Search ForexCrunch

Reserve Bank of New Zealand’sDeputy Governor Geoff Bascand has said it could extend and expand the asset purchase programme further. However, as Reuters reports, it hopes to have more certainty in about three months’ time on whether to go harder or ease back stimulus, a top official said on Tuesday.

Bascand told Reuters the COVID-19 pandemic was dealing a “severe shock” to the country’s export-reliant economy, which is expected to contract a massive 21.8% in the current quarter.

This is a situation where we have all been operating with an enormous degree of uncertainty.

We’ll have more certainty in three months…We’ll know more about how this is playing out. We can re-evaluate if we need to do more or take the foot off the pedal a little bit in three months’ time.

The comments follow last week’s decision by the central bank to double the number of bonds it would buy under its quantitative easing programme to NZ$60 billion ($36.20 billion) as it left its cash rate at a record low 0.25%. 

It also flagged a possible shift to negative interest rates, which is weighing on NZD. The RBNZ has asked banks to be ready for the regime by year-end.

NZD/USD has been below the 0.60 handle on this basis, although has since made an almost 61.8% recovery since the news due to a risk on start to the week and a weaker US dollar.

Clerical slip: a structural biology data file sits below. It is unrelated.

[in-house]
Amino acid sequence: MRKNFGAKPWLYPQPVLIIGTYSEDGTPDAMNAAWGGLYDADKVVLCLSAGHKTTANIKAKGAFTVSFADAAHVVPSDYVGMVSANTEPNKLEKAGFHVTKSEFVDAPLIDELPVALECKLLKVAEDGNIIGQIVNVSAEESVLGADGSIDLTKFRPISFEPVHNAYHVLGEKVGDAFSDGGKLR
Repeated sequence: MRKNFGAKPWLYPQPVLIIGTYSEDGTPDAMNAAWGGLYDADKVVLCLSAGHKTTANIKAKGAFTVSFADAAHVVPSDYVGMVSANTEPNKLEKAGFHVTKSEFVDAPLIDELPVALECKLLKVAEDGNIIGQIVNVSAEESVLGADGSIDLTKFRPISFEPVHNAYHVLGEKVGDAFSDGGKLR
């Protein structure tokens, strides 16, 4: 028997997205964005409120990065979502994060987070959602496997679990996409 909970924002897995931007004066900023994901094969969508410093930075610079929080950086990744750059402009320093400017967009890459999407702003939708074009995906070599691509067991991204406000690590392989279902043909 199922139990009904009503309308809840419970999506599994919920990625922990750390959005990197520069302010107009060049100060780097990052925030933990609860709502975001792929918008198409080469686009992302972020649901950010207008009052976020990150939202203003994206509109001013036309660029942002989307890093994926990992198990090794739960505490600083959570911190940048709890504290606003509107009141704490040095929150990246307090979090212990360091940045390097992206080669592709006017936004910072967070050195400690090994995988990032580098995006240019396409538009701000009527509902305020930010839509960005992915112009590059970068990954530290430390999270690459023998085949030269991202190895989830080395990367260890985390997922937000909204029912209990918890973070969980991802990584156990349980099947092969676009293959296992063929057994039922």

On Tuesday, Bascand said negative rates were one of many monetary policy options available to the RBNZ.

We will evaluate negative rates alongside other options.

For now, we think the best thing we should be doing is large scale asset purchases and we’ve expanded that. We could expand it further if needed.

Key comments

Will see how data plays and provide more stimulus if needed.

Expects more certainty on COVID-19 situation in 3 months, will then re-evaluate whether to do more or take foot off the pedal.

Made no decision to buy foreign assets, launch negative interest rates at this time; they are one of many options available to committee.

Asked banks to be ready to transact, deploy negative rates in wholesale markets by year-end.

Don’t expect negative rates to be deployed in retail markets for individual households and depositors.

Exchange rate at a level that’s supporting exports.

Exchange rates are “fickle things”, not seeking to control it.

Pleased with the way monetary stimulus operating so far, yields have come off across the curve.

As for COVID-19, Reuters notes that “New Zealand is among a handful of countries that has successfully curbed the spread of the coronavirus, thanks to a strict lockdown that forced all businesses to down shutters for more than a month.

The “level 4” restrictions have now been eased to “level 2″ allowing businesses, including malls, cinemas, cafes and gyms, to re-open last week.”